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Savoie v. Dupuy

Court of Appeal of Louisiana, First Circuit
May 19, 1949
40 So. 2d 673 (La. Ct. App. 1949)


No. 3114.

May 19, 1949.

Appeal from Seventeenth Judicial District Court, Parish of Lafourche; J. Louis Watkins, Judge.

Action by Morris J. Savoie against Roy Dupuy and another for damage resulting from motor vehicle collision wherein the plaintiff's insurer intervened and sought to recover sums paid to plaintiff. From a judgment for defendants, the plaintiff and the intervener appeal.

Judgment affirmed.

Harvey Peltier, Thibodaux, for appellant.

Hammett Bertel, New Orleans, for appellees.

On May 26, 1947 at about 7 a.m. plaintiff was driving his 1942 Chevrolet Fleetline two door sedan in a northerly direction on Highway 78 which parallels Bayou Lafourche, going in the direction of Larose, Louisiana, and the defendant was driving a truck and trailer approaching plaintiff from the opposite direction and, therefore, traveling in a southerly direction on said highway. When the car and the truck were passing they sideswiped or came in contact and, as a result, the plaintiff suffered a severe and permanent injury to his left arm.

Plaintiff alleged that on the morning in question while driving on Highway No. 78 he observed a truck and trailer approaching him from the opposite direction and that said truck and trailer at that time was on its right hand side of the highway; that the truck tractor and plaintiff's car passed each other without difficulty, but that the trailer portion of the unit swung to its left over the center of the highway and towards plaintiff's car, and that as a result of the trailer swinging or crossing over the center of the highway into plaintiff's lane of traffic the rear end of the trailer struck plaintiff's car just to the front of the left door and scraped the left side of his car from that point to its rear end; that the trailer swung so quickly and suddenly that plaintiff was unable to avoid the collision.

Plaintiff alleged that as a result of the accident he sustained extreme compound, comminuted fractures of the left arm and forearm in the elbow joint and, in addition, a fracture of the humerus, both bones of the forearm were fractured and many bones in plaintiff's left hand. The plaintiff itemized his damages which totalled $84,898.68 for which sum he prayed.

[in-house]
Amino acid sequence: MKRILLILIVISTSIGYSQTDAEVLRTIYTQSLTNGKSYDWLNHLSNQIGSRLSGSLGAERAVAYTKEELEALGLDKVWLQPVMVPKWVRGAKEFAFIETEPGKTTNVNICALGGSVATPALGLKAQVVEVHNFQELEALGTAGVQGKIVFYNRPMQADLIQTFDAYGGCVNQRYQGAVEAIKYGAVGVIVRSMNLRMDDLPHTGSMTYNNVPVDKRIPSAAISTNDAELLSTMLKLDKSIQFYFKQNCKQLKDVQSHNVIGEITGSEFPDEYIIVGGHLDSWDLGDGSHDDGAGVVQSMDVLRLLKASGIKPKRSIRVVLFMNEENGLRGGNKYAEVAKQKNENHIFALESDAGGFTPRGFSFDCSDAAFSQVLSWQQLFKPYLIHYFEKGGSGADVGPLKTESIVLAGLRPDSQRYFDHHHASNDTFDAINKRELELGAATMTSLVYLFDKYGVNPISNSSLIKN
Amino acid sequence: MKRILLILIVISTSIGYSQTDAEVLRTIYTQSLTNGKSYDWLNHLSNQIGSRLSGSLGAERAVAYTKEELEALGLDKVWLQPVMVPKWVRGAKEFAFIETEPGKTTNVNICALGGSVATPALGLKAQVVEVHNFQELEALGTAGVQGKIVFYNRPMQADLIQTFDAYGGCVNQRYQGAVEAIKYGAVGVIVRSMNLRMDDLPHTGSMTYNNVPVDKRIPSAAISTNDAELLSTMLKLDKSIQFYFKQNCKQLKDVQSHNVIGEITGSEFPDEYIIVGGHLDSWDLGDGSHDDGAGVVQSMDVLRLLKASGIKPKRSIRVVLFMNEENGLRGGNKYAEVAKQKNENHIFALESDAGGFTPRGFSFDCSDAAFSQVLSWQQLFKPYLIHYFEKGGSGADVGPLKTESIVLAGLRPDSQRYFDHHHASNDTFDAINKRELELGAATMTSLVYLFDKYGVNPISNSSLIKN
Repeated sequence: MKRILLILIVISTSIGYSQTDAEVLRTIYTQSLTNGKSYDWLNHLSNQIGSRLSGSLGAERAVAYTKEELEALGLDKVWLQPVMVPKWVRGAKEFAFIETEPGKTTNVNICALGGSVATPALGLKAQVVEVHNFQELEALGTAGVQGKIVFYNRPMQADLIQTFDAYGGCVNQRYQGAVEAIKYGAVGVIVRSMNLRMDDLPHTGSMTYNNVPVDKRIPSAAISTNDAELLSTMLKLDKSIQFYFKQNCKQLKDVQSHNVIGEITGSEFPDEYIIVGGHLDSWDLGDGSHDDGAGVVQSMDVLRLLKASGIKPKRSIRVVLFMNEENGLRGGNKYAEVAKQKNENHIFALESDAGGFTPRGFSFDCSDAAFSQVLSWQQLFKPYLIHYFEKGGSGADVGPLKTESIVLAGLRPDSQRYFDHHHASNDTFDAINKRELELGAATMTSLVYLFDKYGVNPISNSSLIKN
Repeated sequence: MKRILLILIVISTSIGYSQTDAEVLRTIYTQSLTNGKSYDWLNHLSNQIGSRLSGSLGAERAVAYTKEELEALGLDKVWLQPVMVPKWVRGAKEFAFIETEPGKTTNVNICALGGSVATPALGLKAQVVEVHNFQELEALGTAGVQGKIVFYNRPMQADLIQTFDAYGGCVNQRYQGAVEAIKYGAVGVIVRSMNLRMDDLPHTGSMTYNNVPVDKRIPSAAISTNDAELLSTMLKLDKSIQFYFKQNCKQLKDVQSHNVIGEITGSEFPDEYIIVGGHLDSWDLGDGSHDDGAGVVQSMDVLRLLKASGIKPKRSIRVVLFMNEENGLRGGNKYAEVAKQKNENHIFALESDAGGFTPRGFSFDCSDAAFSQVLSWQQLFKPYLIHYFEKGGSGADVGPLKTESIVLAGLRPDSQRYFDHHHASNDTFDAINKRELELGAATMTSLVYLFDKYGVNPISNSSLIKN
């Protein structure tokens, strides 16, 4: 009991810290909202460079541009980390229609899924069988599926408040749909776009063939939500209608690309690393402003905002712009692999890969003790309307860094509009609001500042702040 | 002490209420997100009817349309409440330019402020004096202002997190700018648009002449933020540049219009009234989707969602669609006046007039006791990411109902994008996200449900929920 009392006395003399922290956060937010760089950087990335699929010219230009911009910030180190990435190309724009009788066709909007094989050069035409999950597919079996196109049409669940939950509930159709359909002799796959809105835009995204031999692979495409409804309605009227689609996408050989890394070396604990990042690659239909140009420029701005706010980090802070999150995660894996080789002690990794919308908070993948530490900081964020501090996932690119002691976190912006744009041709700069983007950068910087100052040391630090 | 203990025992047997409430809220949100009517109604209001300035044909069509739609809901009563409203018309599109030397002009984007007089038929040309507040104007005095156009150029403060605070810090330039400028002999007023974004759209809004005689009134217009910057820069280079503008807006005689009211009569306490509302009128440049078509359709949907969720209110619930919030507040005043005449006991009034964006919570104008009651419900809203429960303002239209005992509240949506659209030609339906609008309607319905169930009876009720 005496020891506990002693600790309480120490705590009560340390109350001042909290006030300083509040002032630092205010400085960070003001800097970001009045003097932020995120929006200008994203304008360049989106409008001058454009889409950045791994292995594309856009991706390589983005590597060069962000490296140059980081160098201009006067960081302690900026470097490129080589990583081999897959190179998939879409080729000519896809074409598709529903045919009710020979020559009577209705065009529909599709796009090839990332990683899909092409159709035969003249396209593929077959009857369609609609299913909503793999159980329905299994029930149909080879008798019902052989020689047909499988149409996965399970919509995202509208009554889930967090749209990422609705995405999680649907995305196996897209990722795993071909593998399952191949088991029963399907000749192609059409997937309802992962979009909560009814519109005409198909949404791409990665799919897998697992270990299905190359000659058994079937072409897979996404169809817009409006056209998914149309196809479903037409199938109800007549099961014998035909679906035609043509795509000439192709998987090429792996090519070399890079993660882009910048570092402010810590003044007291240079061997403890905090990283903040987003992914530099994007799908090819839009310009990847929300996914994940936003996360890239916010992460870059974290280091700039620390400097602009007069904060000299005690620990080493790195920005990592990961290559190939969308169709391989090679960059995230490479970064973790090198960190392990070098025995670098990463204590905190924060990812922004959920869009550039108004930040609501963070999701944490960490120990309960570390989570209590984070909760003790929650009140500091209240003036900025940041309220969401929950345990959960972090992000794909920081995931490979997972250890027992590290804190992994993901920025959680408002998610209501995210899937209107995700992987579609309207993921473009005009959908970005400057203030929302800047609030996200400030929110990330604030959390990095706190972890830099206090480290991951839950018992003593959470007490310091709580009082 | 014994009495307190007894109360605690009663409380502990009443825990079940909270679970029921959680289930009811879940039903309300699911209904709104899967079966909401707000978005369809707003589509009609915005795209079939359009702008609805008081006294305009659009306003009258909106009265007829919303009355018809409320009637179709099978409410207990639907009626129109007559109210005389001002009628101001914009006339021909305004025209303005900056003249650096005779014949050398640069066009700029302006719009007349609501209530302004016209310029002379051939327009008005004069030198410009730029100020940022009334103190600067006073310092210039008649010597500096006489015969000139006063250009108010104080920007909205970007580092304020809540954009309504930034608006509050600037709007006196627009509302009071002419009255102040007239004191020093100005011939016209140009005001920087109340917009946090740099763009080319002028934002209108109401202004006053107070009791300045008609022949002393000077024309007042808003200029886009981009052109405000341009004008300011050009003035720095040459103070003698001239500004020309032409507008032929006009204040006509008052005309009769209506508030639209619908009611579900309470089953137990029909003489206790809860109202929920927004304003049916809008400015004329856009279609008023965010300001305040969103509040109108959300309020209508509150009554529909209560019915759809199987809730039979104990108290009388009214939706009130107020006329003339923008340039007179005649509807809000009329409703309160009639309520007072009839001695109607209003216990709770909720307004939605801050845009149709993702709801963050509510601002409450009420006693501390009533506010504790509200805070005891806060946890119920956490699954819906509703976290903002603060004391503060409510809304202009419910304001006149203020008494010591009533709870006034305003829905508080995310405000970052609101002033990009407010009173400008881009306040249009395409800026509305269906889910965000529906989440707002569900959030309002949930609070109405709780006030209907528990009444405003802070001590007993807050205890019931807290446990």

Plaintiff has also joined the insurer of the defendant Roy Dupuy which was the Lumbermen's Mutual Casualty Company. The General Insurance Corporation, which company was the insurer of the plaintiff, had paid the plaintiff the sum of $293.85, the amount of damage caused to plaintiff's car in the collision, and the sum of $250 for medical expenses and had obtained from plaintiff a written subrogation and, accordingly, has intervened in this suit and prays for a judgment for these amounts should plaintiff recover. Plaintiff admitted the allegations of the petition of intervention.

The defendants filed a general denial to the petition of intervention and also a general denial to plaintiff's petition and further alleged that plaintiff's car was being operated on its wrong side of the road and, as a result, plaintiff struck the truck and trailer.

The case was duly tried and the judge of the district court, in a well-reasoned oral opinion which was taken by the court stenographer and is in the record, found that both were equally negligent, that is, that the accident was caused by the combined negligence of both plaintiff and defendant, and consequently rendered judgment in favor of the defendant dismissing plaintiff's suit at his cost.

Plaintiff and intervenor have appealed from the judgment of the District Court.

Plaintiff's main contention before this Court, although not specifically set forth in his petition, is based upon the Highway Regulatory Act 286 of 1938, § 3 Rule 7, Title 2, Paragraphs (c) and (d), which are as follows:

"(c) The driver of a vehicle shall not drive to the left side of the center line of the highway in overtaking and passing another vehicle travelling in the same direction, unless such left side is clearly visible and free from oncoming traffic for a sufficient distance ahead to permit such overtaking and passing to be made in perfect safety; provided, that whenever an accident occurs under such circumstances, the responsibility therefor shall rest prima facie upon the driver of the vehicle doing the overtaking or passing.

"(d) The driver of a vehicle shall not overtake and pass another vehicle proceeding in the same direction, approaching the crest of a hill or substantial grade, or upon a curve in the highway or elsewhere, where the view of the driver doing the overtaking or passing is obstructed within a distance of five hundred (500) feet."

Just prior to the accident it is established by the testimony that there was a truck driven by the witness Cheramie, referred to as the Esso truck, proceeding in a southerly direction on Highway 78, which highway is rather winding as it follows the course of Bayou Lafourche. Immediately behind the Esso truck was the truck of the defendant, being operated by the defendant Roy Dupuy, and referred to as the Dupuy truck. Behind the defendant's truck was a Plymouth automobile being driven by the witness Brinsum. His wife, Mrs. Brinsum, who was also a witness in the case was in the car with him.